After the harrowing birth of her second son Monty, NBC News White House Correspondent Carol Lee is back at work and reporting on everything from the Ukraine invasion to the Iranian nuclear deal. Seven-month-old Monty, who was born with a rare congenital heart defect, is healthy and home with Lee in Washington, D.C.
But instead of suppressing her experience and dusting it off, Lee, 44, is sharing her birth story. She hopes to spread awareness about working mothers who face traumatic births, and to advocate for women to take the time that they need.
“To me it’s helpful to hear the ugly stuff. It’s important to hear that it’s normal to have a difficult time, and that you don't have to smile your way through it,” Lee told Know Your Value.
After his birth, Monty underwent surgery at Children’s Hospital of Philadelphia due to transposition of the great arteries, or TGA, a condition in which critical cardiac arteries have switched sides. Monty had difficulty breathing and eating when he was born, requiring feeding and oxygen tubes.
Lee herself underwent a difficult birth. She suffered from placenta previa, a condition in which the placenta covers the cervix, causing internal bleeding. Ultimately, she needed a blood transfusion and a C-Section. At one point during the ordeal, she lost consciousness.
“I had lost a ton of blood and my blood pressure dropped through the floor. When I came to, they told me that Monty was not doing well, and I had a panic attack,” said Lee.
Thankfully, Monty’s surgery was successful. Nine days after his birth, he came home, where he has been thriving alongside his older brother Hudson, 8, Lee’s husband Lt. Col. Ryan Harmon, and the family dog, Pancakes.
“His heart is in a good place. We’re onto regular baby problems, crying a lot, waking up throughout the night,” said Lee.
Lee’s own recovery has been steady but difficult. Her husband returned to military life after Monty’s birth and worked up to 19-hour days. For the most part, Lee watched the two kids alone while her body healed from the trauma.
“I have a great network of friends who are amazing, but if there was one thing I would do over, I would have gotten more help,” said Lee.
But Lee was able to take off for six months before returning to NBC News, which was an enormous help.
“I’m fully comfortable with saying what I need to be best at my job. I wouldn't have been good at my job coming back in four or three months,” she said. “Because I had this time, I didn’t have to come back distracted.”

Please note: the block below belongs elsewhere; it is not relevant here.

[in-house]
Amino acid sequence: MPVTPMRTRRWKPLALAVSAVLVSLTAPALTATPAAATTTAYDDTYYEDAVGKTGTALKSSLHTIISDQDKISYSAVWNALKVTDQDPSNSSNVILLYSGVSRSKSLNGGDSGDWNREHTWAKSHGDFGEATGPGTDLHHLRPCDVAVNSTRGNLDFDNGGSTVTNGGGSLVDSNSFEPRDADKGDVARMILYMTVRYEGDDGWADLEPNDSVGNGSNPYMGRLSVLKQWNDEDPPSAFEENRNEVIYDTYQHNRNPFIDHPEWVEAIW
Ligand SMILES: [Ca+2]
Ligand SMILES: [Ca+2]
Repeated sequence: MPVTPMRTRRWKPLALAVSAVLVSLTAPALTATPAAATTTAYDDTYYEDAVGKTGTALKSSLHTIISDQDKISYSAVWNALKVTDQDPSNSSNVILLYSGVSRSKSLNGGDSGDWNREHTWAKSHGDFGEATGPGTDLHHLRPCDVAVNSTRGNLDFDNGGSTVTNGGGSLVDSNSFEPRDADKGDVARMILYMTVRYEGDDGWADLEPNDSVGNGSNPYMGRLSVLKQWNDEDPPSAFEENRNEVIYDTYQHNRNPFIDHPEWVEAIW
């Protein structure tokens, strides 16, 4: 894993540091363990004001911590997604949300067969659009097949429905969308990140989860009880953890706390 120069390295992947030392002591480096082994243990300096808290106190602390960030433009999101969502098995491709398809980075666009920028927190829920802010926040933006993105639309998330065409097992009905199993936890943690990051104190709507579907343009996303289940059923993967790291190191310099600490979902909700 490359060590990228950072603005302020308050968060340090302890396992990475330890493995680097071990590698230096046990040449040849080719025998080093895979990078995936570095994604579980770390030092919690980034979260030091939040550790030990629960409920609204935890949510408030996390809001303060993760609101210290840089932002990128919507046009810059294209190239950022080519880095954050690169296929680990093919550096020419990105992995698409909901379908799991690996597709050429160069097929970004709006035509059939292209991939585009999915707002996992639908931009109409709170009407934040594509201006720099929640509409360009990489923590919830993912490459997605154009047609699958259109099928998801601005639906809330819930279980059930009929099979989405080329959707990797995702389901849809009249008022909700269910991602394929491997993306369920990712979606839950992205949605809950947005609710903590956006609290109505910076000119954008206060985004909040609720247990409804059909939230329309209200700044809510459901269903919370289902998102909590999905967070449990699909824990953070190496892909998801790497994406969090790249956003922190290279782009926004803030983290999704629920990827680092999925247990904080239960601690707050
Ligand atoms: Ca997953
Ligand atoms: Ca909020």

This maternity leave was a stark difference from her first leave from a different company, which was completely unpaid. At the time, she was also a single mother.
“My credit cards were maxed out, I was missing rent payments. It was a different experience giving birth to Hudson eight years ago. It’s probably more similar to what a lot of women go through than my recent experience,” she said. “We have a very long way to go, but I do believe we’re trending in the right direction when it comes to paid leave.”
After Lee and Harmon got married, they wanted to have a second child together. Lee was in her 40s and considered high-risk. She underwent a crushing miscarriage in 2019, and decided to undergo in-vitro fertilization.
“It took four rounds of IVF. I was giving myself hormone shots in the White House,” she said. “Monty is really our miracle baby.”
Lee said she gained 60 pounds during her pregnancy and cringed a few times when she had to appear on camera. But she didn’t let it slow her down.
“It has never crossed my mind not to work. I love my work, and my work has always been me,” she said.
Since Monty’s birth, Lee has primarily been working out of Washington, D.C., since the president isn’t traveling very much due to Covid-19. Juggling childcare is still a challenge—recently her son Hudson had to stay overnight in the work hotel accommodations with her. But she’s not complaining.
“I feel so blessed and lucky - and it doesn’t always have a happy ending for other women,” said Lee. “There were babies in there who were there for months or years waiting for heart transplants. It’s just a constant reminder that it could always be harder.”
Reliving her birth experience made Lee choke up. But she was determined to share her story in order to give other women permission to do the same.
“I think the more women who talk about it and keep it real about what it’s like to go through this experience, the better things will get,” said Lee.